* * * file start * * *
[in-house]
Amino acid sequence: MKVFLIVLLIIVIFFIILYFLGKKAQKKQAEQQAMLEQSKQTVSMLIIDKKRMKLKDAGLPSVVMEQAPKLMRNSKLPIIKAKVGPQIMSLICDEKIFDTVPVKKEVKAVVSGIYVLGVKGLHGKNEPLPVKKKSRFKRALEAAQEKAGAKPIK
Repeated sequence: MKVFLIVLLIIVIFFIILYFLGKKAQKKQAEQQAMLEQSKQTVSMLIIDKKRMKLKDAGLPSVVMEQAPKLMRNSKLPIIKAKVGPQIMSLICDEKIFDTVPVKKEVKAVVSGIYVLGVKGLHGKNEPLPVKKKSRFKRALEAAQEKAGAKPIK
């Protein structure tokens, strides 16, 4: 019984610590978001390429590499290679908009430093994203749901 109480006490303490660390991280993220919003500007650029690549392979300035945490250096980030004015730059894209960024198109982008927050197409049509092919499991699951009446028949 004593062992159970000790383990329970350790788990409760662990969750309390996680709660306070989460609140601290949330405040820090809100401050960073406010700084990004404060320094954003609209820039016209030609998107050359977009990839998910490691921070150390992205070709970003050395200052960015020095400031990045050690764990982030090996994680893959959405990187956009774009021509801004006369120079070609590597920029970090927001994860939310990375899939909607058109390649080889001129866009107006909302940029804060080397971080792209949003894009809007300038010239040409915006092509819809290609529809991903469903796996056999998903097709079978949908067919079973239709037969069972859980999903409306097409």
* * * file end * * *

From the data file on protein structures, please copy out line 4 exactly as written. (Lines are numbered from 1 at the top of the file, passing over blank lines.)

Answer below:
């Protein structure tokens, strides 16, 4: 019984610590978001390429590499290679908009430093994203749901 109480006490303490660390991280993220919003500007650029690549392979300035945490250096980030004015730059894209960024198109982008927050197409049509092919499991699951009446028949 004593062992159970000790383990329970350790788990409760662990969750309390996680709660306070989460609140601290949330405040820090809100401050960073406010700084990004404060320094954003609209820039016209030609998107050359977009990839998910490691921070150390992205070709970003050395200052960015020095400031990045050690764990982030090996994680893959959405990187956009774009021509801004006369120079070609590597920029970090927001994860939310990375899939909607058109390649080889001129866009107006909302940029804060080397971080792209949003894009809007300038010239040409915006092509819809290609529809991903469903796996056999998903097709079978949908067919079973239709037969069972859980999903409306097409």